LTOWB forms basis for successful program in San Antonio

Breaking down acronyms with the experts who work with them day in and day out
April 29, 2019

Dr. Samantha Gomez Ngamsuntikul, Associate Medical Director at BioBridge Global, was part of the team that implemented the Brothers in Arms program to bring lifesaving blood transfusions to seriously injured patients in San Antonio and South Texas. She answers the question “What is LTOWB?”

What is LTOWB?

LTOWB stands for low-titer type O-positive whole blood.

The LTWOB donations come from donors who have O-positive blood and low levels of antibodies known as anti-A and anti-B. Donors with blood type O have naturally occurring anti-A and anti-B antibodies. The antibody levels can increase with pregnancy, transfusion or consuming large amounts of probiotics.

What we are trying to avoid is transfusing high titer anti-A and/or anti-B to a patient with type A or B blood. Transfusion of high titer anti-A whole blood could potentially lead to red cell destruction in the recipient.

To prevent that from occurring, we chose an antibody limit. Donors below the cutoff level or titer are considered low titer donors. Above the cutoff makes them high titer donors.

We also use O-positive blood because it can be transfused safely to patients of all blood types.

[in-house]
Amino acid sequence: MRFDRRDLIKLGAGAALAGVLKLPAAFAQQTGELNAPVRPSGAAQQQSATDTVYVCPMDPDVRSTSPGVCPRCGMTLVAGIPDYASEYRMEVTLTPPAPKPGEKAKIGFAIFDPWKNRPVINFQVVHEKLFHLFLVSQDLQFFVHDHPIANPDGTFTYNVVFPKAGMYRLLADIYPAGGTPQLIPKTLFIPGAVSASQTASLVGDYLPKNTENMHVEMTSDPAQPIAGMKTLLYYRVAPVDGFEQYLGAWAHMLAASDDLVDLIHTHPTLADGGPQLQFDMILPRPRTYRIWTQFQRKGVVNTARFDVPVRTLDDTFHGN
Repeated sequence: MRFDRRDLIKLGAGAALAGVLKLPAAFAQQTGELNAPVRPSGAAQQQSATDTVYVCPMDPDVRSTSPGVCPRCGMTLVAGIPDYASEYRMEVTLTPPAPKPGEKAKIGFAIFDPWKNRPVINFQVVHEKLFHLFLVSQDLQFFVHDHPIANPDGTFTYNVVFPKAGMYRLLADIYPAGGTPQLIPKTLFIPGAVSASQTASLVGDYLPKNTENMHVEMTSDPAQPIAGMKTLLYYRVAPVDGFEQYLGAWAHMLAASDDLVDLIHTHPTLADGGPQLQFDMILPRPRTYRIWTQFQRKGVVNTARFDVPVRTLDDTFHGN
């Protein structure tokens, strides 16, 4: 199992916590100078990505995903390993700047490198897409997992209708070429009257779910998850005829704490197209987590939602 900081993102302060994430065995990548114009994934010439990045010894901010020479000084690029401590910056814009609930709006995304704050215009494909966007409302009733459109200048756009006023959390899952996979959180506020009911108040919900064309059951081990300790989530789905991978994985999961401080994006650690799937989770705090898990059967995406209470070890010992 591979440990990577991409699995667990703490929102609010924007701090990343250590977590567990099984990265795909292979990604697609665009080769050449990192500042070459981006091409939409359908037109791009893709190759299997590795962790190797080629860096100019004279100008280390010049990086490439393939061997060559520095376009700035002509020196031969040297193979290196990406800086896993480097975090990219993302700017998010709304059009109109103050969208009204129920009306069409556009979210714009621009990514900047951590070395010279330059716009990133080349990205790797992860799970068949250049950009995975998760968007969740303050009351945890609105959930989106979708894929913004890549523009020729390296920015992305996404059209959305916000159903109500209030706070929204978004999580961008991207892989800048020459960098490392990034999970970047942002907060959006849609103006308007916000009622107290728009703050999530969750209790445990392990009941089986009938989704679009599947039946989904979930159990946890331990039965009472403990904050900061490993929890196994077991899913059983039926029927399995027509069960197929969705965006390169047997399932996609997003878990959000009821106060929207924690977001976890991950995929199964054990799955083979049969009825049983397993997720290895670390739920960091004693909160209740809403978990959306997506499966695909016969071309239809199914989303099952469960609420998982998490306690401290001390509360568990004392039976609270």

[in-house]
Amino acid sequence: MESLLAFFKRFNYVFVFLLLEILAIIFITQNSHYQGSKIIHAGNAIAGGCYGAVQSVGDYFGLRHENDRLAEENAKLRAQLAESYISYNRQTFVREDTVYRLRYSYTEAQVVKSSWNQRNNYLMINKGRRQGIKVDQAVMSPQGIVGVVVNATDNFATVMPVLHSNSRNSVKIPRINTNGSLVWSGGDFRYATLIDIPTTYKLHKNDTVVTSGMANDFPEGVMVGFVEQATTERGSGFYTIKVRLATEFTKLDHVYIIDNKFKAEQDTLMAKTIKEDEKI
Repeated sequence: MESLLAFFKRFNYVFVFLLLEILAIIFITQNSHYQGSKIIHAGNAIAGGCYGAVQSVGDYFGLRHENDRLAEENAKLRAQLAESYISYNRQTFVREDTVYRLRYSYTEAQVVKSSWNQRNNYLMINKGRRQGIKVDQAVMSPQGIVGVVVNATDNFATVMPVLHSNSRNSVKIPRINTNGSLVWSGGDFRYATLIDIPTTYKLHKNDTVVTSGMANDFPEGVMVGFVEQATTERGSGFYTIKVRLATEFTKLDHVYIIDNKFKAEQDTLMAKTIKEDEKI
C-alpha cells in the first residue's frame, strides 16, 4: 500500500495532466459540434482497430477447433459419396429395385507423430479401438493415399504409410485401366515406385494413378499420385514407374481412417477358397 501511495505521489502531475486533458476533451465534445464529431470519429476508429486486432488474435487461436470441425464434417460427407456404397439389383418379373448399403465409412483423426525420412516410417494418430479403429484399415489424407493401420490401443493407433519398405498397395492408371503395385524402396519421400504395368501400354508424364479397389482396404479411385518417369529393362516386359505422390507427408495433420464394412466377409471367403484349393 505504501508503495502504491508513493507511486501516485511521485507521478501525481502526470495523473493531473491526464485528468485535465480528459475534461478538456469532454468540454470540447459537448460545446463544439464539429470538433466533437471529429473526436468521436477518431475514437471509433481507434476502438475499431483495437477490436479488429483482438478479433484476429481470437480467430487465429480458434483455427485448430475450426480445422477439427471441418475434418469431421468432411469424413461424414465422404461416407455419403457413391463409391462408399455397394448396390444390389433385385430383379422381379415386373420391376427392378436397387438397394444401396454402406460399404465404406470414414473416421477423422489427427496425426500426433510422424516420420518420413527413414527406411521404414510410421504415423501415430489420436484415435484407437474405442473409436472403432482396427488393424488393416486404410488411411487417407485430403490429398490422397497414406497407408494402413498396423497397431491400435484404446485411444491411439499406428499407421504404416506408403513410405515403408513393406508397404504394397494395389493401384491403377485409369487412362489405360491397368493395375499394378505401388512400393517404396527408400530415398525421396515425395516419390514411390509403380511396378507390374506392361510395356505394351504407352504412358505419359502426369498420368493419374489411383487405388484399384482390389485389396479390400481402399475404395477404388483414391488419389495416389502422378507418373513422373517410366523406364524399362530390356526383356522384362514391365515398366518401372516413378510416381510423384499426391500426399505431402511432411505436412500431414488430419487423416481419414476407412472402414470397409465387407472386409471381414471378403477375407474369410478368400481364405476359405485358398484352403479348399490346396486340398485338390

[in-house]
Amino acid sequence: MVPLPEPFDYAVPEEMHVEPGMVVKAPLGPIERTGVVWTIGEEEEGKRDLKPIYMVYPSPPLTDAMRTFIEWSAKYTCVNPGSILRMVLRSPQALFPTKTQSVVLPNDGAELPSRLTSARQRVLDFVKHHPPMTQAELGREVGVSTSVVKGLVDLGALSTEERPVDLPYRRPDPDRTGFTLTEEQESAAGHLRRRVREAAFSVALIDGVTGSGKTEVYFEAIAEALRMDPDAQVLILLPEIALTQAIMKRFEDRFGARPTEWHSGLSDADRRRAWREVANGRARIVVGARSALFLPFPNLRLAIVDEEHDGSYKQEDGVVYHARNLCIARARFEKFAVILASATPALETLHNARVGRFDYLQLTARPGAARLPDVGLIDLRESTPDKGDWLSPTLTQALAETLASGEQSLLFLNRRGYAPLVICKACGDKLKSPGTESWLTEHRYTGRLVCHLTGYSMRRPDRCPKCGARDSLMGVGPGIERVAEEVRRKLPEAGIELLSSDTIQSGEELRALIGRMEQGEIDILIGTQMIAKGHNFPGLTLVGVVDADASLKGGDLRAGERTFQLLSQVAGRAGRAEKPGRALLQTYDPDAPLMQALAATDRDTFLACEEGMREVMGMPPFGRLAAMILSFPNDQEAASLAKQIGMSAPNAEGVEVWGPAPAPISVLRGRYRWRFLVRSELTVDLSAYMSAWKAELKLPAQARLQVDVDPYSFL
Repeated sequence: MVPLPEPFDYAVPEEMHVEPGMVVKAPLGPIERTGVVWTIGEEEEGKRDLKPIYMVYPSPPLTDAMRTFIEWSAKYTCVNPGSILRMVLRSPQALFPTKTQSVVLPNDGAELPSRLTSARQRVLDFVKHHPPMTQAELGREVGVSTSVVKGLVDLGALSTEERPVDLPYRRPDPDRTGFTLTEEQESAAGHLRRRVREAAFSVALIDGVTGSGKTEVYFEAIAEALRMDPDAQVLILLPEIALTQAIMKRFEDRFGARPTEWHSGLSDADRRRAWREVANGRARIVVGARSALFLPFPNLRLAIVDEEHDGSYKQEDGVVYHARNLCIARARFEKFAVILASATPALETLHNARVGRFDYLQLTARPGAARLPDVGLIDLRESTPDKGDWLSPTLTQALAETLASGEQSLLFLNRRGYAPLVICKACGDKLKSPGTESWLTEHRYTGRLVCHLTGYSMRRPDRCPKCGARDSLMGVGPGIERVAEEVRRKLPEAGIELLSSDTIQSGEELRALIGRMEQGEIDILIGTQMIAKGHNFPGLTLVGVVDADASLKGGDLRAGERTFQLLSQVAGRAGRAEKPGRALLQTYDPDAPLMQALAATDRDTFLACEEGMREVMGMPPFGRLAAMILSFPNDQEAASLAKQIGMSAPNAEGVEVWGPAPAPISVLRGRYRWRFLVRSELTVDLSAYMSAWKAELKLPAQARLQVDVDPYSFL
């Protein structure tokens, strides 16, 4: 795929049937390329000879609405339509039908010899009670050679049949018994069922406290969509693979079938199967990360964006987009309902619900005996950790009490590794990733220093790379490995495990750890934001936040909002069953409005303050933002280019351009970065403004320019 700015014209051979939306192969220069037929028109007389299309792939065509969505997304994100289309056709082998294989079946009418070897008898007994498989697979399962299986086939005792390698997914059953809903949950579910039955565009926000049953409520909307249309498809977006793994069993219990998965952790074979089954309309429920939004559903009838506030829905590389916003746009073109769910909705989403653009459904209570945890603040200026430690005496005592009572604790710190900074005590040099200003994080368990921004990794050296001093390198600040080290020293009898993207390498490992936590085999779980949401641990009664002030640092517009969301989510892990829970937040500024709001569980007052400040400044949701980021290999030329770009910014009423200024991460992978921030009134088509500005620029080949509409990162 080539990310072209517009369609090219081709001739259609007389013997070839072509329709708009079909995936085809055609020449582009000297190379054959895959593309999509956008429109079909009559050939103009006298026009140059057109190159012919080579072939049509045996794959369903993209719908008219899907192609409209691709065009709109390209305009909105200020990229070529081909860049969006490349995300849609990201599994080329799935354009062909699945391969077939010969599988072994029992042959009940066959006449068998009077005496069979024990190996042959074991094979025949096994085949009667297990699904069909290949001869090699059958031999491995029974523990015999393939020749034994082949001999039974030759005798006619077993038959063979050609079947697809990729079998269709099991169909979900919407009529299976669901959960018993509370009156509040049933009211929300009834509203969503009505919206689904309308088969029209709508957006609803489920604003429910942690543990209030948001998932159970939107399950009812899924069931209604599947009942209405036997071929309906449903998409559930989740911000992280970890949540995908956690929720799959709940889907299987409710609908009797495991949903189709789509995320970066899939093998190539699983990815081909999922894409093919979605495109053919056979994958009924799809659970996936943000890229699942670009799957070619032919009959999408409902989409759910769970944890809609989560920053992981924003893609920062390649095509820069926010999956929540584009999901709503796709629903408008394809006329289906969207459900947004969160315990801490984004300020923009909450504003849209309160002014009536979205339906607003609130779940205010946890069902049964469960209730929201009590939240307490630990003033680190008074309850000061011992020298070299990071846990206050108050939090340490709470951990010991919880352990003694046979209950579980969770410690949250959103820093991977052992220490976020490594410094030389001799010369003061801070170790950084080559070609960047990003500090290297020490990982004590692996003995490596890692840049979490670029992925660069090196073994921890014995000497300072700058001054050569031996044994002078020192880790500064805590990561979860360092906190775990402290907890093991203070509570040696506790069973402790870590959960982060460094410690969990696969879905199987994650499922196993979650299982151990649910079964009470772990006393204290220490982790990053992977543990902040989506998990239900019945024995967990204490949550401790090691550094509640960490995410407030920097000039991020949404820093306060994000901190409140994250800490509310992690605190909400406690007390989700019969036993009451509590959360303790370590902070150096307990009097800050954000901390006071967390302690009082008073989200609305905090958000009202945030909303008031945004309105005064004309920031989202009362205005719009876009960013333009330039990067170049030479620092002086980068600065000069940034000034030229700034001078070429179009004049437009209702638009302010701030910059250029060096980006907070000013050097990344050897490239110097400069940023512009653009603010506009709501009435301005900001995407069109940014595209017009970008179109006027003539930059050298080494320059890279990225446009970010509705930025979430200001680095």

Based on both military history and research done at Mayo Clinic and UT Health San Antonio, LTOWB has been collected, identified through testing, and then made available for use on medical helicopters, EMS units of the San Antonio Fire Department, and the city’s two Level 1 trauma centers through the Brothers in Arms program.

Using whole blood for trauma care makes sense because patients who bleed, bleed whole blood. Whole blood allows for the rapid transfusion of red cells, platelets and plasma. Whole blood transfusions have been used since World War II. At one point, there was a case of a severe blood transfusion reaction from a high titer O whole blood. So the military started testing donors and transfusing low-titer O whole blood.

In the 70s, component manufacturing became the new fad and there was also research on transfusing saline instead of whole blood. Whole blood usage decreased until there was a resurgence of whole blood usage by the Army in Afghanistan.

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